Embrace, a Lebanese nongovernmental organization (NGO) that raises awareness about mental health, launched in September the first national suicide prevention hotline in Lebanon. Currently in its pilot phase, the hotline will officially launch at the end of October and will be able to receive up to 150 calls a month.
Suicide rates in Lebanon are lower than in other countries. According to a World Health Organization study last updated in June, the suicide rate in Lebanon for 2015 stood at 3.1 per 100,000 people compared with 14.3 per 100,000 people in the United States for the same year. But lower suicide rates do not mean the issue should be taken lightly, and mental health issues such as depression should be prevented and treated before they become an epidemic.
This is why Embrace, launched in 2013 as an affiliation of the Department of Psychiatry of the American University of Beirut Medical Center (AUBMC) and an independent NGO since this year, decided to raise awareness about mental issues in Lebanon. “One of four Lebanese will suffer from a mental illness during his life but won’t necessarily seek help because of the social stigma and also the [high] prices of available care,” Mia Atoui, a psychologist and co-founder of Embrace, told Al-Monitor.
“Until now, we provided information and also funds to patients. Our latest project is a hotline whose goal is to address individual suicide crisis through active listening and suicide risk assessment,” she added. The project is at its pilot phase and will be officially active at the end of the month. It is now run by around 30 volunteers who were trained by international professionals with experience in prevention hotlines and local trainers and is active every day from 12 p.m. until 2 a.m. They are receiving about two to three calls on average per day.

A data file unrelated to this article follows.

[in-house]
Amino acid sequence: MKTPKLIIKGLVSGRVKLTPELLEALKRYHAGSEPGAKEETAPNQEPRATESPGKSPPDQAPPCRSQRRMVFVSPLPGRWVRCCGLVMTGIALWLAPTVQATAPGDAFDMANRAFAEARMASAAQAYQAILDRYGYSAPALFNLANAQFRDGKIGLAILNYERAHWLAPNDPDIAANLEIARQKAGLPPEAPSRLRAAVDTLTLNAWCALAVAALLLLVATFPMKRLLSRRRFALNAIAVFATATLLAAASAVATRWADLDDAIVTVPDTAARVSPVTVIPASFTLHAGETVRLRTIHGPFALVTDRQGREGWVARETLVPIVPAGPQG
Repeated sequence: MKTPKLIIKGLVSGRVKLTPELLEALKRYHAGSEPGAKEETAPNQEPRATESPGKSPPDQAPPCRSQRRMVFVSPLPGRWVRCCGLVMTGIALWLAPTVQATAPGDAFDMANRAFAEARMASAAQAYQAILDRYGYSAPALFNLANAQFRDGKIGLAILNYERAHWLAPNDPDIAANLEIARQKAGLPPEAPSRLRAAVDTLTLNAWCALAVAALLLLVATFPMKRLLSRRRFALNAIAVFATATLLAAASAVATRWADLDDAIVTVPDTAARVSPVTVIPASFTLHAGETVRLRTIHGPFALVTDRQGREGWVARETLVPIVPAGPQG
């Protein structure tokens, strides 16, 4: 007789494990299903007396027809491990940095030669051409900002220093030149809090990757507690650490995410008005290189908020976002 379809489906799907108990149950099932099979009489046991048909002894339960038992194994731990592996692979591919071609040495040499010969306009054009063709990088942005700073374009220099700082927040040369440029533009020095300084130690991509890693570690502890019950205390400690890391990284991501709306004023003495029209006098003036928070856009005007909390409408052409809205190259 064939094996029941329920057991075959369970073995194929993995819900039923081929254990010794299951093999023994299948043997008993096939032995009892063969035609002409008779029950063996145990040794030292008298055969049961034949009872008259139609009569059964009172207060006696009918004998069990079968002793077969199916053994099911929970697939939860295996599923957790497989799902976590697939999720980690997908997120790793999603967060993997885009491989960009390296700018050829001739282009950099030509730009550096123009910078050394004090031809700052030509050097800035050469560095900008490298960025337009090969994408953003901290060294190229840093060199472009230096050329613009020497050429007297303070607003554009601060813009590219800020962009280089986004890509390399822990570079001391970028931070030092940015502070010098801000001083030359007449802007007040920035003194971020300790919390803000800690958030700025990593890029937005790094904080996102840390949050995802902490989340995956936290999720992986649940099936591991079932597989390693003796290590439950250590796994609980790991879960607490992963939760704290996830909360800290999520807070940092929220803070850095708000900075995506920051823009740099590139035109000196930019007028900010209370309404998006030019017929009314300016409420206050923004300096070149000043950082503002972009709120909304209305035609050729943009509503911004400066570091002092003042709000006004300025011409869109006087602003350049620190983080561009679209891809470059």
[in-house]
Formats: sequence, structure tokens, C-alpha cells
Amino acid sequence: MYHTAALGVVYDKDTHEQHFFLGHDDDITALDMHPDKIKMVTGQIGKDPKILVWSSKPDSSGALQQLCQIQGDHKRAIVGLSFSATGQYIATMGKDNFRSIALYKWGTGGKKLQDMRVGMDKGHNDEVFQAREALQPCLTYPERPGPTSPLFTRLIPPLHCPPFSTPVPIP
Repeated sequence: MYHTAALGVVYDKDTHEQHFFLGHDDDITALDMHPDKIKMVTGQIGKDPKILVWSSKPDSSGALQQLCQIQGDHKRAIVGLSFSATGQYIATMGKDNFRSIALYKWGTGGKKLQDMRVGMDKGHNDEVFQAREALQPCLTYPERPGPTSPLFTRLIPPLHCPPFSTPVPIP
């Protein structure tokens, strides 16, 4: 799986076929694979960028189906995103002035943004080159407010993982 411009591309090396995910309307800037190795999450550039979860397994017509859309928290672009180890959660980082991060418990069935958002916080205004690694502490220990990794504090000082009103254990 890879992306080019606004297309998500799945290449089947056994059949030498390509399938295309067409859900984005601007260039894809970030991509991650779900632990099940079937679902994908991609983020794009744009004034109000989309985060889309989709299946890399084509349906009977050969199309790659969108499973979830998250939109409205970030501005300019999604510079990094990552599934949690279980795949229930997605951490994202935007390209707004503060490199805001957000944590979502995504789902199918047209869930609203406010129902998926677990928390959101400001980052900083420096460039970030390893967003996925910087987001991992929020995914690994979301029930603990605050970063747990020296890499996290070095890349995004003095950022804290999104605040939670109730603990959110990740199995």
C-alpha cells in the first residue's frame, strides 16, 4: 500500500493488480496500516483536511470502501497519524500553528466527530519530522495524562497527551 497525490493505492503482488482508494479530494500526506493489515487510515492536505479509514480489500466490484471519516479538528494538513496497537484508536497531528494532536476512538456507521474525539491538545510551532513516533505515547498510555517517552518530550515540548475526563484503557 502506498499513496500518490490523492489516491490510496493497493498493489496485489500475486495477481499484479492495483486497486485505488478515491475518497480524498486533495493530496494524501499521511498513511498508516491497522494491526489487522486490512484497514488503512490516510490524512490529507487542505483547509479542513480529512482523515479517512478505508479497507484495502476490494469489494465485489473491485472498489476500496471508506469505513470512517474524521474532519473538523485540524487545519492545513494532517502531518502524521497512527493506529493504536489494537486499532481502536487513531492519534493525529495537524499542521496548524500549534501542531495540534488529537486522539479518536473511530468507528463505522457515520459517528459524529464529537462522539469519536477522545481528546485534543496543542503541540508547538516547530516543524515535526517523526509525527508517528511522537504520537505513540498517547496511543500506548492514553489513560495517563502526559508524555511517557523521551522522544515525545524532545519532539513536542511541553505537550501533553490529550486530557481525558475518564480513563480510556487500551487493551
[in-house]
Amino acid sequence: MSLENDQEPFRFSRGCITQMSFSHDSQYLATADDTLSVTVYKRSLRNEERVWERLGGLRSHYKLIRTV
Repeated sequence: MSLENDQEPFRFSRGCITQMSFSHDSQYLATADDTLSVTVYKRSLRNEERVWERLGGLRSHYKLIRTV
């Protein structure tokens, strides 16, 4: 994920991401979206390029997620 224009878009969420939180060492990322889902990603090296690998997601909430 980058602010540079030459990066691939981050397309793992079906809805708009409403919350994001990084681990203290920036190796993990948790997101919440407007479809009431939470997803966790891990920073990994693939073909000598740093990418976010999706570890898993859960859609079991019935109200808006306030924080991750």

“We hope to make the service available 24/7 later on,” Atoui said. “The aim is to make the caller talk about what’s triggering the suicidal thoughts, express feelings without being judged. After decreasing the crisis level, we can move to problem-solving, or at least give hope to the caller to think about solving it. Then we can recommend to the caller mental health services according to their needs. Sometimes, a third party can call, and we also have to assess their risks, especially when he lives with the person affected. Usually, it is a mental health issue. The person struggles with depression, and social or financial problems could exacerbate it.”
To announce the opening of the hotline, Embrace will release a billboard, TV and social media campaign. In the meantime, the team decided to focus on encouraging people to start a conversation about mental health and suicide through a campaign called “Talking Saves Lives.” On a website, people can record messages of support or share their own experience.
Research institute and NGO IDRAAC works with the psychiatry departments of Balamand University and Saint George hospital to provide free mental health care, education, community services and training. It has been on the field since 1982 to research and inform people about mental health in Lebanon.
“We need people to think of and access treatments; we need people to seek for help,” Elie G. Karam, a psychiatrist and the president of IDRAAC, told Al-Monitor. “That is why the idea of a hotline is very good. We want people to understand that mental health disorder is not a stigma and that they can be helped at the first sign. Suicide is the extreme end of depression, so people should not be alone in this. What we can do for now is teach primary health care centers to recognize depression and treat it. Also, we should have every hospital offer free treatment because insurance doesn’t cover it.”